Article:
Lymphadenectomy: What is it? Indications, Preparation and Risks

Also called lymph node dissection, it is the surgical removal of one or more groups of lymph nodes.

It is almost always done as part of the surgical treatment of cancer .

In a regional lymph node dissection, some of the lymph nodes in the tumor area are removed. In a radical lymph node dissection, most or all of the lymph nodes in the tumor area are removed.


It is usually done because many cancers have a marked tendency to metastasize to the lymph nodes early in their natural history.

This is particularly true of melanoma, head and neck cancer, differentiated thyroid cancer, breast cancer, lung cancer, gastric cancer, and colorectal cancer.

The famous British surgeon Berkeley Moynihan once commented that “cancer surgery is not organ surgery, but surgery of the lymphatic system.”

The best known examples of lymphadenectomy are axillary lymph node dissection for breast cancer, radical neck dissection for head and neck cancer and thyroid cancer, D2 lymphadenectomy for gastric cancer, and total mesorectal excision for rectal cancer .

Sentinel node biopsy

For clinical stages I and II, axillary lymph node dissection should only be performed after attempting sentinel node biopsy.

Sentinel node biopsy can establish armpit cancer staging if positive lymph nodes are present. It is also less risky than having a lymphadenectomy, has fewer side effects, and a much lower chance of causing lymphedema.

If cancer is not present in the sentinel lymph nodes, then axillary lymph node dissection should not be performed.

If one or two sentinel nodes have cancer that is not extensive, then an axillary dissection should not be performed, but the person with cancer should undergo breast-conserving surgery and chemotherapy appropriate to their stage of cancer.

Sentinel lymph node mapping

The sentinel lymph node mapping concept has been popularized by Donald Morton and others.

Cancer with several primary sites (breast, melanoma, colorectal, etc.) often metastasizes early to the first basin lymphatic drainage. This process is anatomically predictable based on the primary site in the organ and lymphatic channels.

The first nodes (sentinel nodes) can be identified by particle markers such as lymphazurin, methylene blue, India ink, and radiolabeled colloid protein particles injected near the tumor site.

The surgeon can find the draining sentinel node and remove it for verification by the pathologist for tumor cells, and these tumor cells are often few and far between and are only easily recognized by careful examination or using techniques such as special stains, i.e. immunohistochemistry. .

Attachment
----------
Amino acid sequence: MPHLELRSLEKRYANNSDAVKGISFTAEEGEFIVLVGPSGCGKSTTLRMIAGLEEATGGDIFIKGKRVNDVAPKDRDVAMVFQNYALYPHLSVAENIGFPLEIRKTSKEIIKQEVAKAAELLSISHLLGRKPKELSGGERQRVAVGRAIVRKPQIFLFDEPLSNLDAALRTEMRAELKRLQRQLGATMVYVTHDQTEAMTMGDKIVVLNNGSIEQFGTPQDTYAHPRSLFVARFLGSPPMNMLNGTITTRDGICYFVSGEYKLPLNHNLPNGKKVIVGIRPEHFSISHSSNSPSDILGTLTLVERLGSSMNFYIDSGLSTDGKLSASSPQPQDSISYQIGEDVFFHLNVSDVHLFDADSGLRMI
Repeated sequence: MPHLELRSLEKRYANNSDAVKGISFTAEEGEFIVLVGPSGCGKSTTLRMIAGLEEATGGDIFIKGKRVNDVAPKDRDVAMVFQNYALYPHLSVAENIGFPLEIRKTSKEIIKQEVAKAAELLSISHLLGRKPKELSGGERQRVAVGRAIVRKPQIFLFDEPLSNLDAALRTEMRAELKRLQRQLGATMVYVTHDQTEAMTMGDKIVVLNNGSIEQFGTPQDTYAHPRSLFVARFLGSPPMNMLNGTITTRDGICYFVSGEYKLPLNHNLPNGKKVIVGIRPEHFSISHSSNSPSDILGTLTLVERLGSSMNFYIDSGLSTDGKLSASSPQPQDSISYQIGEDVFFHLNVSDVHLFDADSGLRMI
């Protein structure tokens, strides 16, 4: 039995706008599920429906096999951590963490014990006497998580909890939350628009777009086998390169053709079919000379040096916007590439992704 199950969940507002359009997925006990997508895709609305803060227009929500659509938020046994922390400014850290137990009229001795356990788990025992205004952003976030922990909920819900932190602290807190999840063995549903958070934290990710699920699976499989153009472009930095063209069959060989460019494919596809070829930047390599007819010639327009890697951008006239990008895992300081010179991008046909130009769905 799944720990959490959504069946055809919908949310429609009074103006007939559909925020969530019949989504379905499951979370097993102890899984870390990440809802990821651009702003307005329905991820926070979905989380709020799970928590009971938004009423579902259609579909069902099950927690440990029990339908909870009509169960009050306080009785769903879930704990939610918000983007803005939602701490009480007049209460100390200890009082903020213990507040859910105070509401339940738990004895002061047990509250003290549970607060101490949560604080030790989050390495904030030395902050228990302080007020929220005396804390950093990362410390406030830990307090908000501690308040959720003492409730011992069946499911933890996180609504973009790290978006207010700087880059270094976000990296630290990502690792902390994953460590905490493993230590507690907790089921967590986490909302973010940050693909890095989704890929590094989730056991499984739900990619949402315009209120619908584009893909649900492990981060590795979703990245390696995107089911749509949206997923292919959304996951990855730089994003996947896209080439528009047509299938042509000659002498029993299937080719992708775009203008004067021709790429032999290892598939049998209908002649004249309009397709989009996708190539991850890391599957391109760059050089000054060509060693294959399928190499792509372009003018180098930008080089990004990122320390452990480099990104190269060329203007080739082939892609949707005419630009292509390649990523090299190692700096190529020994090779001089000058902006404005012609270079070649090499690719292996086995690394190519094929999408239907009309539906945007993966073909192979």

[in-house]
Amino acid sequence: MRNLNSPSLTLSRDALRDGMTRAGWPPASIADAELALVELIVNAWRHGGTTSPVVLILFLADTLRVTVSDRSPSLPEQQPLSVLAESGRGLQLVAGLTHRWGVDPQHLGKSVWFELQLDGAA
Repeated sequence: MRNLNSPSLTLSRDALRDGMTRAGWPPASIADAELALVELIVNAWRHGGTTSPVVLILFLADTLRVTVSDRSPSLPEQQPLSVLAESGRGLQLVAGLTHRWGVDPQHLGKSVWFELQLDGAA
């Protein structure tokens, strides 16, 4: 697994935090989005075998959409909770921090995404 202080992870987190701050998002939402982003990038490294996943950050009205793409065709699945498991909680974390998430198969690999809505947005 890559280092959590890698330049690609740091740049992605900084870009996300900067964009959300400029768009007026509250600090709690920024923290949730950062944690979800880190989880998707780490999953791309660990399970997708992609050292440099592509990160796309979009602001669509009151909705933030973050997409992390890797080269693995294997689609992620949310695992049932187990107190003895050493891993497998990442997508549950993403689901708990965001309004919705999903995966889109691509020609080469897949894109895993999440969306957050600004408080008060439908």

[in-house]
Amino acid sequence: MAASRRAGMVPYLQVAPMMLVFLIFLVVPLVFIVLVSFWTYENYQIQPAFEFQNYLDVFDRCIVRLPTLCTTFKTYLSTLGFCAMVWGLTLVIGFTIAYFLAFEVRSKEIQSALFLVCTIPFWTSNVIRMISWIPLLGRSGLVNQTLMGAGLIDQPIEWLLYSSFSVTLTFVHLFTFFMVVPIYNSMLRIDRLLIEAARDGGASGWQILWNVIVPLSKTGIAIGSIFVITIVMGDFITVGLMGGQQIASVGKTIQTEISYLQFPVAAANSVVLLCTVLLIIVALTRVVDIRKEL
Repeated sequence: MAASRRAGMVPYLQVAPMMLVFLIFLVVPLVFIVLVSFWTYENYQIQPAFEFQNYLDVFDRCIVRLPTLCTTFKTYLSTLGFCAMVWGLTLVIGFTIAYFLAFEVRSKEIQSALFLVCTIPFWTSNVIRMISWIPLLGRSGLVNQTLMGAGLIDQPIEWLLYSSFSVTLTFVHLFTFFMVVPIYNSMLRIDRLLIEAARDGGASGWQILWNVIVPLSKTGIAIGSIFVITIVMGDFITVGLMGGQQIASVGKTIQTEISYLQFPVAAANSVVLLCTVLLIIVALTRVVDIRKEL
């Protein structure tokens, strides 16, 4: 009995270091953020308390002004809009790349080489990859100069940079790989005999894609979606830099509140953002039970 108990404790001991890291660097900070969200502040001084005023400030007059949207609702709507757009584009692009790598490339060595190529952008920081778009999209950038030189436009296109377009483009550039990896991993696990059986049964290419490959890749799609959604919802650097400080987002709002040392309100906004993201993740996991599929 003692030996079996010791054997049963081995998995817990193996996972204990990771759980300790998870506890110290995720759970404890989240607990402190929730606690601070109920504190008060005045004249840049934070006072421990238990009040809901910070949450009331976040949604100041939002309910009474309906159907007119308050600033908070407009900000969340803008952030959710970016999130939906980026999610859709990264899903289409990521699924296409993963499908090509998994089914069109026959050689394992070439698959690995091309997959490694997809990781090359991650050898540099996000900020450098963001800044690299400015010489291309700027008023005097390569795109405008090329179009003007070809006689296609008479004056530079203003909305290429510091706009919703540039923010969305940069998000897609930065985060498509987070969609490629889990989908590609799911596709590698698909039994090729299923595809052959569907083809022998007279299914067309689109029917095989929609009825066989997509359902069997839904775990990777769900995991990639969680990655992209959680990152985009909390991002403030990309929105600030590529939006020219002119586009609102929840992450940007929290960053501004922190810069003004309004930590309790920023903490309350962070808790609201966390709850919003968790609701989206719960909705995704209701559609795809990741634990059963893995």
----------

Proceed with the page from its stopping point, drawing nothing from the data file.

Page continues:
When the sentinel node is free of tumor cells, this is highly predictive of the absence of metastases throughout the lymphatic basin, thus avoiding a complete dissection of the nodes.

The practice of sentinel lymph node mapping has changed the surgical approach in many cancer systems, retaining a formal lymph node dissection for tumor-negative sentinel node patients and directing a whole node dissection for patients with metastasis-positive sentinel node tumorous.

For example, in stage II breast carcinoma, using the sentinel lymph node technique, 65% of patients could avoid a formal node dissection.


Lymph nodes can become swollen or enlarged as a result of invasion by cancer cells.

Swollen lymph nodes can be palpated (felt) during a physical exam. Before the lymph nodes are removed, a small amount of tissue is usually removed. A biopsy will be done to check for abnormal cells.

The patient will be asked to stop taking aspirin or aspirin-containing medications for a period of time before surgery, as they can interfere with the blood’s ability to clot.

Such medications may include prescription blood thinners (for example, Coumadin, generically known as warfarin and heparin). However, patients should discuss their medications regarding their upcoming surgery with their physicians, and not make any prescription adjustments or changes themselves.

Eating or drinking will not be allowed after midnight the night before surgery.


Some of the risks associated with lymphadenectomy include excessive bleeding, infection, pain, excessive swelling, inflammation of the veins (phlebitis), and nerve damage during surgery.

Nerve damage can be temporary or permanent and can lead to weakness, numbness, tingling, and / or falling.

Lymphedema is also a risk every time the lymph nodes are removed; it can occur immediately after surgery or months and years later.